My child’s school has told me about a concern. What do I do next?
Your child’s school may contact you if they see signs that your child may be experiencing mental health challenges or learning difficulties. The school may also point out any concerning behaviour that is disrupting the class.
School teachers might be the first to notice behaviour that needs to be looked into. For example, they may notice if a child:
- is withdrawn from peers
- is not engaged/withdrawn from class work
- has intense worries or fears that get in the way of daily activities
- has trouble sitting still, listening and staying focused on tasks
- is bored, overwhelmed, or having difficulty learning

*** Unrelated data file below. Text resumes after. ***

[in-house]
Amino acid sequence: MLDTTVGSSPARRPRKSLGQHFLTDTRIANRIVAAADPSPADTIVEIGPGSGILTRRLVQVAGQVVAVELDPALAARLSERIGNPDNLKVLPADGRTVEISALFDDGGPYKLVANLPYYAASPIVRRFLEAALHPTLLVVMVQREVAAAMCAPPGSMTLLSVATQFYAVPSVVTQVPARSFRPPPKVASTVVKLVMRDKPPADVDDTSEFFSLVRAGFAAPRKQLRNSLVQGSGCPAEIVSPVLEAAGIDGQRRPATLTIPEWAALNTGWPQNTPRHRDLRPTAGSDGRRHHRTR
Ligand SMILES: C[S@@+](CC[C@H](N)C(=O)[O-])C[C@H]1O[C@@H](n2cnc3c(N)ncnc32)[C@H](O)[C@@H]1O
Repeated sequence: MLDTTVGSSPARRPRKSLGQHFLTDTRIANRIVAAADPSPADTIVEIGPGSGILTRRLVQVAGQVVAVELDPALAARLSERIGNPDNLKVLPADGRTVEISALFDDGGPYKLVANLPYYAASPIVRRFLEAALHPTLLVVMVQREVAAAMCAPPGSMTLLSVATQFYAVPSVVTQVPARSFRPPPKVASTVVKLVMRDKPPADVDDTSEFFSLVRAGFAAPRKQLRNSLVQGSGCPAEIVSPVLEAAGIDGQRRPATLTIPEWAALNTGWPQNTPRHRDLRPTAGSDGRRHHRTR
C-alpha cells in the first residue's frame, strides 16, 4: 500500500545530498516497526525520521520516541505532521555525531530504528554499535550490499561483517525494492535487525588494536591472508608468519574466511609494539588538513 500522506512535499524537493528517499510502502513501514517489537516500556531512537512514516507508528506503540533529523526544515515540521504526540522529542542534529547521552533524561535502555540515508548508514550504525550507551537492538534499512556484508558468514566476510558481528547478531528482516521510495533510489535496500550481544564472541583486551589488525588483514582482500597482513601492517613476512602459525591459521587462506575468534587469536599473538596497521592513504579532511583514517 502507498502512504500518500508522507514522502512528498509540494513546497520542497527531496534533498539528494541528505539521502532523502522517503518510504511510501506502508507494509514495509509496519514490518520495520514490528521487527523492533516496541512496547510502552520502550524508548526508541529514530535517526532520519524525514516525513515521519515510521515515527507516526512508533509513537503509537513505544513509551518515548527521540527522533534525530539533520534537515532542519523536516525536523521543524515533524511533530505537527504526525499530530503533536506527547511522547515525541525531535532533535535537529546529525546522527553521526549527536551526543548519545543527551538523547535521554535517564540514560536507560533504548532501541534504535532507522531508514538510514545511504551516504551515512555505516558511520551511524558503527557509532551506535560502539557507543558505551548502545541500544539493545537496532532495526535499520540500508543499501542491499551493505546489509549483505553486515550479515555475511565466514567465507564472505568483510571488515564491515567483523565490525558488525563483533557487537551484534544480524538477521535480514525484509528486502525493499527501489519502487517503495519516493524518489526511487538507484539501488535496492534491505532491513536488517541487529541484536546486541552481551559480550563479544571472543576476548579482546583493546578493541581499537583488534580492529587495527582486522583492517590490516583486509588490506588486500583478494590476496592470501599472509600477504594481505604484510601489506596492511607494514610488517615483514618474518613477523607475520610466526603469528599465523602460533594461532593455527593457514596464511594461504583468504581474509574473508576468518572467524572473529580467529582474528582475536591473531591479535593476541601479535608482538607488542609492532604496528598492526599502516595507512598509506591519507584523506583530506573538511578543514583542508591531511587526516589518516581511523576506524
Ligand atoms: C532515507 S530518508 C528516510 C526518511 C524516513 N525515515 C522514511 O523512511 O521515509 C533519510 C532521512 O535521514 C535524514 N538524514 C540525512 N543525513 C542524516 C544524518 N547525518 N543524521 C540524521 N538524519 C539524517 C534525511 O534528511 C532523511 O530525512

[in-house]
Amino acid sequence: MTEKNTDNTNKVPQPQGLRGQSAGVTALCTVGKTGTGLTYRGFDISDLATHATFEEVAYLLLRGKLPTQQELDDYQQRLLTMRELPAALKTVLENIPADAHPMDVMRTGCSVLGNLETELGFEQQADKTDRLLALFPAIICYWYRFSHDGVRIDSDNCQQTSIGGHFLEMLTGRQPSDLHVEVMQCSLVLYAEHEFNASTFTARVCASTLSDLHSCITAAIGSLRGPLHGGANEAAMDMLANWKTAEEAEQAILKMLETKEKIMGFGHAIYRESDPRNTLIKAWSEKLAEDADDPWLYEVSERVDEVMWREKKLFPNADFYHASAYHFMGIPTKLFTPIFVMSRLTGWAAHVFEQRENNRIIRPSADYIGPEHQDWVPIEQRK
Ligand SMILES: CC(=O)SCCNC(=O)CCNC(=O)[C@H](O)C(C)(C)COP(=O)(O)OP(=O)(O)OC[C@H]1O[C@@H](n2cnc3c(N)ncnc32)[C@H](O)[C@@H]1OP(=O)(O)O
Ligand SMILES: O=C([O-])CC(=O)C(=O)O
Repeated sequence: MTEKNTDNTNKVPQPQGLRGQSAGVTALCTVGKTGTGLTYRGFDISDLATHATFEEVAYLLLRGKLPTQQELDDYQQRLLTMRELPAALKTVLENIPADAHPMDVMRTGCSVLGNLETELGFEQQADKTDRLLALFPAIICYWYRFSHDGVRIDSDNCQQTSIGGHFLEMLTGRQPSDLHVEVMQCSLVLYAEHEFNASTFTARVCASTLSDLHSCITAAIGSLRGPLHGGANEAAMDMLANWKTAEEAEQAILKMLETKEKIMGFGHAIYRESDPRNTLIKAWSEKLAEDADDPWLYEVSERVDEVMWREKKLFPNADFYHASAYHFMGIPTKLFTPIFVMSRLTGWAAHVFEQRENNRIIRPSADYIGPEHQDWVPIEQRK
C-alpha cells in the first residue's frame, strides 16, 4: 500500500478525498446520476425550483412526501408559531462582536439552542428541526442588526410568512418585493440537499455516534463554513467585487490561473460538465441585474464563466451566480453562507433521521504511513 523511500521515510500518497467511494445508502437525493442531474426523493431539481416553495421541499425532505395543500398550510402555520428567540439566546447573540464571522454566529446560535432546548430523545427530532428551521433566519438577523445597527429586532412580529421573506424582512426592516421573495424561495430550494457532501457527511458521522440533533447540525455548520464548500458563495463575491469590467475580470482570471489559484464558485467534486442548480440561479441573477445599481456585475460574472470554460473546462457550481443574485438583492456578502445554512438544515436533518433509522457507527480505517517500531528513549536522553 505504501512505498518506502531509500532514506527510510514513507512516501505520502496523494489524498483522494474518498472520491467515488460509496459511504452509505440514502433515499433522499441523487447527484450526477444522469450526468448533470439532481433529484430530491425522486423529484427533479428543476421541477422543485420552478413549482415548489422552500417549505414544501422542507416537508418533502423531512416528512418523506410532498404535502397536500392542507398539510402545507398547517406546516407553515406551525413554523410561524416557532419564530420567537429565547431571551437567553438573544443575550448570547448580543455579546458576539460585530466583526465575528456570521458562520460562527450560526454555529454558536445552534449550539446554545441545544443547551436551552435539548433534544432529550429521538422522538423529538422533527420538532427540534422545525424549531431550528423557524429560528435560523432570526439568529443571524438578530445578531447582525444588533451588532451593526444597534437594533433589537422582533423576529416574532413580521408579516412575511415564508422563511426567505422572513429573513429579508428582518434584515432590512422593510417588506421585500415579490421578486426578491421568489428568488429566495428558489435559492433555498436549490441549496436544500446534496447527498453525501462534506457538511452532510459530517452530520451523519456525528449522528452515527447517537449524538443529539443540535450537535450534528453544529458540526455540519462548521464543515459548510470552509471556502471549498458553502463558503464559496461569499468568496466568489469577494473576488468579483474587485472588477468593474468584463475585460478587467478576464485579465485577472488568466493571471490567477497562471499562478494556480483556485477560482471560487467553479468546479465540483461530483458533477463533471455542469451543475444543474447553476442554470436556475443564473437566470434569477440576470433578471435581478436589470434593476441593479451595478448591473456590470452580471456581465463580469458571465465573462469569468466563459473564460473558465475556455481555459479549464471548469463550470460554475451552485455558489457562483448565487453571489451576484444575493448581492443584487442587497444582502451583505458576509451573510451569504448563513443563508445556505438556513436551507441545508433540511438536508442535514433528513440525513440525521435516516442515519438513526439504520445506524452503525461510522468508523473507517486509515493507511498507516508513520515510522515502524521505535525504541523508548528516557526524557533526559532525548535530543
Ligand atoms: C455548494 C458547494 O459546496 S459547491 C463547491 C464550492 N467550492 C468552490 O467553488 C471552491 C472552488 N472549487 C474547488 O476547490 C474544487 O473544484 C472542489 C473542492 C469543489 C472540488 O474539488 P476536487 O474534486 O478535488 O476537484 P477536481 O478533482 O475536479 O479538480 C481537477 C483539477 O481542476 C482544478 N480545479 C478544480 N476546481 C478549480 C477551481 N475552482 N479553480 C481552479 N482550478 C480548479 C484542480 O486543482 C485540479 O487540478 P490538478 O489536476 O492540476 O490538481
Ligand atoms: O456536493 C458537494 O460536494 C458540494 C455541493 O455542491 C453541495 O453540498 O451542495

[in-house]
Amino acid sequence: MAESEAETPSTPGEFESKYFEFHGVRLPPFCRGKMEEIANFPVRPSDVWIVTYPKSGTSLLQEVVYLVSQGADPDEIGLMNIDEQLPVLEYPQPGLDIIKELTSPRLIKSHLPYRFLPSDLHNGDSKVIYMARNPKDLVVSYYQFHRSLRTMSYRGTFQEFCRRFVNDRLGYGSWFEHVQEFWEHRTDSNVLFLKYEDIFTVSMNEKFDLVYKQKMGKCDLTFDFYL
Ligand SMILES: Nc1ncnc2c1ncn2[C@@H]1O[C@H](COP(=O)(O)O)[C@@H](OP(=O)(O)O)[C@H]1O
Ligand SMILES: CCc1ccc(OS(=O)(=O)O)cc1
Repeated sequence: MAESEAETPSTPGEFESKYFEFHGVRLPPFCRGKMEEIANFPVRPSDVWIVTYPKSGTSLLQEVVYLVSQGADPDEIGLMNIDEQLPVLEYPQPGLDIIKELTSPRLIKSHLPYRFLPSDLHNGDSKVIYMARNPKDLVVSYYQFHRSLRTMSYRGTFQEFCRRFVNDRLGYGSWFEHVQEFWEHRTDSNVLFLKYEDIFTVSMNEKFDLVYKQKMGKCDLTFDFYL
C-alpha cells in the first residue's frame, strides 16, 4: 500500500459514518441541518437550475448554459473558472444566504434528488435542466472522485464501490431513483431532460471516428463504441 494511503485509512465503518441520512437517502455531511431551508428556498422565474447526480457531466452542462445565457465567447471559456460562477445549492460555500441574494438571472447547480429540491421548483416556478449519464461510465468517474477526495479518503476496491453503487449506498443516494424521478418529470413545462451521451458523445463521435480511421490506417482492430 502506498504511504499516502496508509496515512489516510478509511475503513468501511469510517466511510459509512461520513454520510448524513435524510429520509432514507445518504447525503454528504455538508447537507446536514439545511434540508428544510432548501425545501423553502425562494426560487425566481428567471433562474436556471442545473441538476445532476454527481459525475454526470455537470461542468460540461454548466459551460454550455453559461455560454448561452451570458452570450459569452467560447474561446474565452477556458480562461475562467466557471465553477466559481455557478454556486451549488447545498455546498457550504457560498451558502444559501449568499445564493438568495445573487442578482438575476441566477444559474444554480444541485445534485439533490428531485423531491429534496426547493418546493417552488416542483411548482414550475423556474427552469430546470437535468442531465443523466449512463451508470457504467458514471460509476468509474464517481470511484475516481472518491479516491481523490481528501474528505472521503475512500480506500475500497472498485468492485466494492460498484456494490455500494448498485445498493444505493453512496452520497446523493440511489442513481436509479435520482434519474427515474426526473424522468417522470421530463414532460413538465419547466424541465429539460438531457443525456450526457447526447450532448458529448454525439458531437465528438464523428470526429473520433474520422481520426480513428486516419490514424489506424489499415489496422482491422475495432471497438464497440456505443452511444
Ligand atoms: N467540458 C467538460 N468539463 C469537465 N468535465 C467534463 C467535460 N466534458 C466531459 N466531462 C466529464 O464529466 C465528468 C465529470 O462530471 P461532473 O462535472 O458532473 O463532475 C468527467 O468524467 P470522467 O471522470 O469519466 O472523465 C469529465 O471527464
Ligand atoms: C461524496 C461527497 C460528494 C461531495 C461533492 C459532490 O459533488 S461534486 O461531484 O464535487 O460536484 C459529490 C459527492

- is frustrated or angry
These symptoms may or may not be showing up at home. It may help to ask questions so you will have a better understanding about what is happening at school. For example, are there particular times when they notice changes in your child’s behaviour?
Step 1: Meet with the teacher
The teacher will usually arrange a meeting with you if your child is having difficulty learning or coping at school. They may suggest connecting you with other school services or recommend assessments. You should ask what services and supports are available to you and your child.
Step 2: Talk with your family doctor
If the concerns are ongoing, make an appointment with your family doctor or pediatrician to discuss the concerns. You can then take this information back to the school and work together to support your child in school. If you don't have a family doctor or pediatrician, you can also visit a walk in clinic to discuss your concerns and ask for a referral on to a pediatrician.
Step 3: Work with the teacher and school support staff to support your child
Stay in contact with the teacher to keep track of your child's behaviour and deal with concerns in the classroom.